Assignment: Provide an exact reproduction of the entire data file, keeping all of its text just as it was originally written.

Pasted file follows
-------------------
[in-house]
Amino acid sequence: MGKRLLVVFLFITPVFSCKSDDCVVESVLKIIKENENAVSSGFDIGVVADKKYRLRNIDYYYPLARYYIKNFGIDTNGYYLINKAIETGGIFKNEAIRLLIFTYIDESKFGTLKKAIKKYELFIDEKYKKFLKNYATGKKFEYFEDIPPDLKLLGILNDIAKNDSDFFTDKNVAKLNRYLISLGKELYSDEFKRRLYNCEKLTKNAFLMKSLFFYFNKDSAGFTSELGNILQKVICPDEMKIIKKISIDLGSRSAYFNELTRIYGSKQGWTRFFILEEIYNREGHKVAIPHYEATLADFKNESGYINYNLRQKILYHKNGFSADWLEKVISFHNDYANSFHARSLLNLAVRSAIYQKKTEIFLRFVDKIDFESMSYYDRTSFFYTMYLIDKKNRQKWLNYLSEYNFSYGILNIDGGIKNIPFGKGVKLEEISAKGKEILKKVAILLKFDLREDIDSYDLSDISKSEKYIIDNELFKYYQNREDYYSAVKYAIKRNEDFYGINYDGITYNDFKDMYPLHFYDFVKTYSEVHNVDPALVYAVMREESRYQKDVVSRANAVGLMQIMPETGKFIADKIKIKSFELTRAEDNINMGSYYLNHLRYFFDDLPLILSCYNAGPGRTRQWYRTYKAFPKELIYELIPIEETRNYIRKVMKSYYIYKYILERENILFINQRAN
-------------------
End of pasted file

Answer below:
[in-house]
Amino acid sequence: MGKRLLVVFLFITPVFSCKSDDCVVESVLKIIKENENAVSSGFDIGVVADKKYRLRNIDYYYPLARYYIKNFGIDTNGYYLINKAIETGGIFKNEAIRLLIFTYIDESKFGTLKKAIKKYELFIDEKYKKFLKNYATGKKFEYFEDIPPDLKLLGILNDIAKNDSDFFTDKNVAKLNRYLISLGKELYSDEFKRRLYNCEKLTKNAFLMKSLFFYFNKDSAGFTSELGNILQKVICPDEMKIIKKISIDLGSRSAYFNELTRIYGSKQGWTRFFILEEIYNREGHKVAIPHYEATLADFKNESGYINYNLRQKILYHKNGFSADWLEKVISFHNDYANSFHARSLLNLAVRSAIYQKKTEIFLRFVDKIDFESMSYYDRTSFFYTMYLIDKKNRQKWLNYLSEYNFSYGILNIDGGIKNIPFGKGVKLEEISAKGKEILKKVAILLKFDLREDIDSYDLSDISKSEKYIIDNELFKYYQNREDYYSAVKYAIKRNEDFYGINYDGITYNDFKDMYPLHFYDFVKTYSEVHNVDPALVYAVMREESRYQKDVVSRANAVGLMQIMPETGKFIADKIKIKSFELTRAEDNINMGSYYLNHLRYFFDDLPLILSCYNAGPGRTRQWYRTYKAFPKELIYELIPIEETRNYIRKVMKSYYIYKYILERENILFINQRAN